Feasts with friends, family fuel fine holidays

jdodge@theolympian.comDecember 31, 2013 

Four fabulous days of feasting with family and old and newfound friends is what I’ll remember most about the 2013 holiday season.

It started on Christmas Eve morning with a long line of customers that snaked from the cash register inside Olympia Seafood Co., past the seafood display case, outside the door, down the sidewalk to the southwest end of the parking lot. Most of us were there to pick up our pre-ordered, cooked and cleaned Dungeness crab, fresh off the fishing vessel Lowater, based out of Tokeland near Willapa Bay, and skippered and crewed by seafood co-owner Kira DeRito’s brothers, Jacob and Gabriel Lowe.

Olympia Seafood sold 1,500 pounds of crab harvested by the Lowater during Christmas week, much of it to the 160 customers on the seafood store’s advance crab order list. Crab for Christmas Eve or Christmas is becoming quite a South Sound tradition.

The crab they’re hauling out of the bay at the start of this year’s commercial crab season is sweet, melt-in-your-mouth fare. I brought home three for a Christmas Eve crabfest with my partner, Barb, my sister, Deborah, my daughter, Kate, and good friends Steve and Sandy Wall. We spread newspaper on the dining room table and started cracking crab, accompanied by a shrimp Caesar salad and artisan bread. Dinner was followed by Sandy Wall’s signature dessert: huckleberry-peach pie. The night was capped off with a most memorable gift — a 2014 calendar the Walls made for Barb and me that featured photos from some of our memorable adventures together, including hiking in Glacier National Park and kayaking in the Clark Fork River on the Idaho-Montana border. I can’t wait to hang it on the kitchen wall New Year’s Day.

Christmas Day family dinner featured a seasoned prime rib from Western Meats in Tumwater. It weighed in at 8.56 pounds and fed a party of eight with plenty of leftovers. The prime rib was joined by garlic mashed potatoes, green beans and velvety buttermilk rolls from Olympia Honey Baker, plus one more shrimp Caesar salad. Dessert was a Scandinavian apple cake baked by my 93-year-old dad’s partner, Virginia Streets. The best Christmas gift of all was having the two of them with us for another holiday gathering.

The day after Christmas was a chance to eat leftovers and rest up for the next round of parties and good food.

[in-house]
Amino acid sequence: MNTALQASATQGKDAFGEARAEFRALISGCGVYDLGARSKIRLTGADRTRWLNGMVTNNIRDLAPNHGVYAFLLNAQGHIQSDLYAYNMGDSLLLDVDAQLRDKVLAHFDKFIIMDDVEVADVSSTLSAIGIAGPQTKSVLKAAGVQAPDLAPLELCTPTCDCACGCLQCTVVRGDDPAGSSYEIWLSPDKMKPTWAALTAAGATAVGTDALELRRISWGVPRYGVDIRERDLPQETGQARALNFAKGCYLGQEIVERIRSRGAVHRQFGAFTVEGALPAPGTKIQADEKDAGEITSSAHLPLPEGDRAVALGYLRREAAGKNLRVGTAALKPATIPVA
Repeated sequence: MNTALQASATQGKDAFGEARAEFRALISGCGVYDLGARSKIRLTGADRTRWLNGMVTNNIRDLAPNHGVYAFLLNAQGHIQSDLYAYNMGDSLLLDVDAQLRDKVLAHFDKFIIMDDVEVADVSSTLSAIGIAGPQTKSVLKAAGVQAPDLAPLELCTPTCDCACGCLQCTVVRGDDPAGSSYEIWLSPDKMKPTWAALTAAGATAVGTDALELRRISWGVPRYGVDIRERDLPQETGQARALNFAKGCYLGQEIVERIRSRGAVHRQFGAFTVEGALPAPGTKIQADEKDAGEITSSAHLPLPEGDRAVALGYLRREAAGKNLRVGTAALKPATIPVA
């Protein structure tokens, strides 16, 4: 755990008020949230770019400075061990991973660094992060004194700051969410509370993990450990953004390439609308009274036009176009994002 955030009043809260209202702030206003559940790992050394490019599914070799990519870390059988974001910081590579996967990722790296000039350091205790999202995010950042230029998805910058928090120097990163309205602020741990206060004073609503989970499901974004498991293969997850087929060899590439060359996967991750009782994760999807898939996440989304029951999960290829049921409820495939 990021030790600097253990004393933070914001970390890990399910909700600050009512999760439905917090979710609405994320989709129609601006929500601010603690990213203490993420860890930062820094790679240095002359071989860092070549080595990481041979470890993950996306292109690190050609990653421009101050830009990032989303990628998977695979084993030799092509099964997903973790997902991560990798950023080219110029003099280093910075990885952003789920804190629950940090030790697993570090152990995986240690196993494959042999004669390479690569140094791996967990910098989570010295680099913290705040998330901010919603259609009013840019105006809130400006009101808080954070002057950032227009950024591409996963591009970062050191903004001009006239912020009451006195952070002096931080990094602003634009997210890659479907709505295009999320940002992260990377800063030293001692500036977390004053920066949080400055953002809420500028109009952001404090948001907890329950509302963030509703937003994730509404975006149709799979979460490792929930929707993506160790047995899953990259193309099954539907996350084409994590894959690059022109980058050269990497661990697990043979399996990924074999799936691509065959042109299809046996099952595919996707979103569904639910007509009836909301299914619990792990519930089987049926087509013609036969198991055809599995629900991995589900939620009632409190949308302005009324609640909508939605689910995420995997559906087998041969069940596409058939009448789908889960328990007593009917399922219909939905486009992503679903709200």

Friday night we visited with Bruce Botka, his family and wide assortment of friends. I first met Botka when we worked together as reporters at The Daily World in Aberdeen in the late 1970s. More than 20 years later, he coached our sons’ youth baseball team through a championship season, and our daughters rode show horses in equestrian events together. In other words, we go way back. Botka is a master of barbecuing or smoking turkeys, hams and other big chunks of meat for festive gatherings, and Friday night was no exception. His dining room table spilled over with all sorts of appetizers and main dishes. No one left hungry, or thirsty either.

Saturday night was a night of culinary discovery, at least for me, at the home of Jim and Denise Lynch. Denise is one of those confident cooks who isn’t afraid to try new recipes on friends. The four-course meal for 14 included an arugula salad topped with diced celery root, which was unfamiliar to me. It was delicious.,

One of the main course dishes, presented next to baked salmon served on polenta and topped with fruit salsa, was cooked Belgian endive, a small cylindrical head of lettuce with pale yellow leaves and slightly curly edges, and a member of the chicory family.

I’ve learned it’s a lot of work, a two-step process, to grow Belgian endive. First, the seeds are sowed in late spring. In the fall, the plant is harvested and the green tops are trimmed and composted and the roots are trimmed to a uniform length of 6 - to - 8 inches and packed into a container filled with sand or sandy soil. They’re stored in a cool location while the roots sprout, then the sprouts are shielded from light to grow a few more weeks without turning green and bitter. The finished product is versatile, slightly bitter served raw in a salad, but mellowing to slightly sweet when braised, roasted or steamed.

Incidentally, we moved to different tables between courses, a good way for people who don’t know each other to get acquainted, especially if the wine and microbrews are flowing freely, which they were.

You may have guessed by now that after four big dinner parties in five nights, Sunday was a lazy day spent at home reading, stoking the fire and watching the Seahawks thump the Rams. We scrounged around in the freezer, refrigerator and the cupboard for dinner. Neither of us had the energy to go to the grocery store.

John Dodge: 360-754-5444 jdodge@theolympian.com

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